"It comes down to having robust relationships with community advocates, regardless of their position. And we can't as police chiefs and police departments exclude anybody's opinion or use off-duty bias or implicit bias," Roessler said. "We need to be aware, we need to work with everyone so if someone wants to exercise their first amendment rights in Fairfax County our goal is to work with that group, provide them a space and a place to do it."
Roessler said that his department is always actively engaging with community leaders to better improve relations -- something that started when he first arrived as chief in 2013 because the police department was facing a challenge with transparency.
"We know our advocates who helped us design the policy," he said, "and we get to continually do that with each policy on an annual basis -- have a transparent report card on our web site."
While "pop-up protests" don't provide time to plan for a large-scale demonstration, Roessler said there is a specific civil disturbance unit in Fairfax County, that trains for these types of incidents.
"Sometimes you've got to use discretion. Just because they're blocking the road doesn't mean that you necessarily have to go lock everybody up. There's options, we could divert traffic and let the protest evaporate once (protesters) are satisfied," he said. "You don't necessarily need to arrest your way out of that."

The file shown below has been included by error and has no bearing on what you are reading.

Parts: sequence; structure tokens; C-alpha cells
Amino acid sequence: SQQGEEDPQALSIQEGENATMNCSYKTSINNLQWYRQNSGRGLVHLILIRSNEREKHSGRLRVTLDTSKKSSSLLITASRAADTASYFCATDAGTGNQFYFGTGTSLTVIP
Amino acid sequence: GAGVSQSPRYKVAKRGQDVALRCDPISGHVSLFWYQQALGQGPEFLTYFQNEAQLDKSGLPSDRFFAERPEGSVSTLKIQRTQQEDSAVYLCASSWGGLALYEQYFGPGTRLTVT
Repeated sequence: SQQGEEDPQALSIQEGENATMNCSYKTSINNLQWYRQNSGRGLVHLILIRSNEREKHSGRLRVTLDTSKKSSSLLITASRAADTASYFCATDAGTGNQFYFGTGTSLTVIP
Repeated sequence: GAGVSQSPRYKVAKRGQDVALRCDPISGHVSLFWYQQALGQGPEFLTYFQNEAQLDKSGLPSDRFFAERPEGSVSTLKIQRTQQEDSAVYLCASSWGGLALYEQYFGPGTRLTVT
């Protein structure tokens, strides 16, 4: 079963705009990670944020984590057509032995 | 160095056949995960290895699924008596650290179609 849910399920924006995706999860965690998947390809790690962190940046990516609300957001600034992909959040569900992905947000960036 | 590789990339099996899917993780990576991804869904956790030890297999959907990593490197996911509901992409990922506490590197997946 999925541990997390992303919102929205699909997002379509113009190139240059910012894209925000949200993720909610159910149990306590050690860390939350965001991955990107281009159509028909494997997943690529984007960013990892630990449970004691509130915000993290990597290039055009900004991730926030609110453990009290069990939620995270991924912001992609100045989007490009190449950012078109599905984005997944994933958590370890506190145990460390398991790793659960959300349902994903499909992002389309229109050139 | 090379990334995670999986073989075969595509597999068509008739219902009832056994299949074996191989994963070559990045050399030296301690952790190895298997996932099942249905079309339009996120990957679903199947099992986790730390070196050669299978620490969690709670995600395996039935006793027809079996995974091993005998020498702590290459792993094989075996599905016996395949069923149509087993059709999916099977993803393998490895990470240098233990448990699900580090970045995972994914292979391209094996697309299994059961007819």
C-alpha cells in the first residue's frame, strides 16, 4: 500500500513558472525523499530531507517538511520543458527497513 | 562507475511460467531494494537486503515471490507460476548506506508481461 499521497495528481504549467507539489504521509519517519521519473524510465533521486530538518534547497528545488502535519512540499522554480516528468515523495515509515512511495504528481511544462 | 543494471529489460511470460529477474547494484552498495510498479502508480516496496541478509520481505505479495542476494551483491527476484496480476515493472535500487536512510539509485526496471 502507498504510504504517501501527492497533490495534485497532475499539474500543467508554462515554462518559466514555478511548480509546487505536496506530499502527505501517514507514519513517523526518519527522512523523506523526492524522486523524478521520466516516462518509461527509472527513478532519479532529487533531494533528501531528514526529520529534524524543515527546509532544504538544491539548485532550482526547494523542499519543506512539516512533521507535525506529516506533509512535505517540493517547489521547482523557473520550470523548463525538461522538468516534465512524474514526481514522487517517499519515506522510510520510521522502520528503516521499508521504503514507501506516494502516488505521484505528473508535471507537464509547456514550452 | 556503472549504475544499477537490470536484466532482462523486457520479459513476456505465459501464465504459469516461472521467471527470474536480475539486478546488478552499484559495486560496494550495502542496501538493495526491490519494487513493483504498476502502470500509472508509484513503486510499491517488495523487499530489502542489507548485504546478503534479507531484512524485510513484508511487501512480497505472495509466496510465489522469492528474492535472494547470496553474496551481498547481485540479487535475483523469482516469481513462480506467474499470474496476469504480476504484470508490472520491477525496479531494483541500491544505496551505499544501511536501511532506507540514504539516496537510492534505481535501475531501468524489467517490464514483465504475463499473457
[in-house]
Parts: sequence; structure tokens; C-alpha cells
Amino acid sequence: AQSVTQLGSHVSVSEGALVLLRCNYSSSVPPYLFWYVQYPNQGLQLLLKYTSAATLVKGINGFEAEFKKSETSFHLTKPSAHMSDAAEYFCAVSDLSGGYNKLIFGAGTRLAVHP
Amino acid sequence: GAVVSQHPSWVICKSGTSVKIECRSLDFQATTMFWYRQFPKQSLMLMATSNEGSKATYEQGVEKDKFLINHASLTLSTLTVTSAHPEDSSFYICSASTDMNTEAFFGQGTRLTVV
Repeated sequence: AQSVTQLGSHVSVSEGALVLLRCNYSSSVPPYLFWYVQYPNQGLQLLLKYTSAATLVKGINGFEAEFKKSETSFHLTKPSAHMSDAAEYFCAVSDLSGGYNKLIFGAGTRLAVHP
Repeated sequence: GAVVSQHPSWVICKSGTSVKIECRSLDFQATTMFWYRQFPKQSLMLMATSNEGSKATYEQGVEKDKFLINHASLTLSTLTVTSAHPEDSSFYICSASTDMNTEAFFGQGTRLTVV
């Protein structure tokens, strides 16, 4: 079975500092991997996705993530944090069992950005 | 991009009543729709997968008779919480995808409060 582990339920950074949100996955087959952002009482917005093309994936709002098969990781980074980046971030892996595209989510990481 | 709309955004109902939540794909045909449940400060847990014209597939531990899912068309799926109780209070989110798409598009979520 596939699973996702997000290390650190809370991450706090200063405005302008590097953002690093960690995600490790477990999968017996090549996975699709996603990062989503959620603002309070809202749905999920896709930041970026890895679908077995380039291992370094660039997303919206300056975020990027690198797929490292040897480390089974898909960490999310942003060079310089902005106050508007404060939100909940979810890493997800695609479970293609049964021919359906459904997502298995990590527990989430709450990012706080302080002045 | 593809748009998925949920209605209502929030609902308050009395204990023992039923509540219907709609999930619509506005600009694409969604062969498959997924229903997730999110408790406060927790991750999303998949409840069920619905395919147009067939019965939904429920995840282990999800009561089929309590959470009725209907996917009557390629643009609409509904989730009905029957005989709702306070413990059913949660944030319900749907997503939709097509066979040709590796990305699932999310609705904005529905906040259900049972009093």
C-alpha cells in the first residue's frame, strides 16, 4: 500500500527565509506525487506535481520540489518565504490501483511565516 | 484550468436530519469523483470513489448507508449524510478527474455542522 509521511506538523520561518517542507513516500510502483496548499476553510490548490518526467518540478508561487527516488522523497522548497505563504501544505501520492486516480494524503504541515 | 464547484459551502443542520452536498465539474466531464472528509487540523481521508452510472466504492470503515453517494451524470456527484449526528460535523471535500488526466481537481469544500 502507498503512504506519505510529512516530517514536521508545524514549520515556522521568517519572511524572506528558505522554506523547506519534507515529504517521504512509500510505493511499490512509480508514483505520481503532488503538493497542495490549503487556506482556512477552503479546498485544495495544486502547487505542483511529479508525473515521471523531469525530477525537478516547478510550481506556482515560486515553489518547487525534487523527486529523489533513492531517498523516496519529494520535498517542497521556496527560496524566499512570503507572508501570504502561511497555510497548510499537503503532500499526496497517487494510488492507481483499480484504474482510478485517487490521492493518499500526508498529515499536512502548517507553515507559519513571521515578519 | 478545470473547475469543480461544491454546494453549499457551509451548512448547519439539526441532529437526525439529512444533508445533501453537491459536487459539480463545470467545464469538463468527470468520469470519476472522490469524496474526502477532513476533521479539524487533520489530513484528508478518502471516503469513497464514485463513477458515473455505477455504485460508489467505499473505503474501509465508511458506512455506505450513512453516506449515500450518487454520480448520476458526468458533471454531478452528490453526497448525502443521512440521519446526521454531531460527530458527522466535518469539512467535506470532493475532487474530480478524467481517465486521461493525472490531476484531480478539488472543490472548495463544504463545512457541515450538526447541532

On Friday morning, Americans woke to the news that a CNN reporter was arrested on live TV, and the police chiefs who ABC News spoke with said that while they did not want to judge without having been in the situation, they expressed frustration.
"I'm sure that if you were to ask anyone in the Minneapolis Police Department, who has any rank, I can't imagine that anyone there was happy with the decision that was made by whoever was in charge in the field. And I hope that it wasn't even that. I hope it was just that officer who made that decision -- a bad one -- and not a decision from the leadership," Colina said.
Roessler said that as soon as he saw that video of the reporter getting arrested, he talked to his command staff to ensure that a situation like that doesn't happen in Fairfax County.
"When I observed that immediately to my civil disturbance unit commander, that we need to make sure this doesn't happen to us, (Rossler urged the unit commander to) look at our policies, look at our training syllabus and make sure this is in the next level of training," he explained.
Best said that her department learned from instances like the 1999 protests of the World Trade Organization conference in Seattle.
"We learned a lot of lessons then, which really was a milestone for our organization, in learning how to address some of these more volatile protests. We took a beating at that time in 1999. We have learned a lot of lessons since then about how to structure better," Best explained.
In a recorded message to Miami police officers, Colina called the video of Floyd's death "disturbing" and he told ABC News that it sets police back.
"It puts us back as a profession, decades. And quite frankly, it's embarrassing as a nation," he said.
In Seattle, Best said that their goal during the protests is looking out for the safety of everyone.
"On a human level we really want everyone to be safe, and I realize that people are very upset about the obvious indifference to human life that we saw, most recently, in Minneapolis, but generally speaking, the officers that come to work every day are just men and women trying to do the right thing and trying to do good work," Best said.
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Police chiefs say training aids officers in protests
By LUKE BARR, ABC News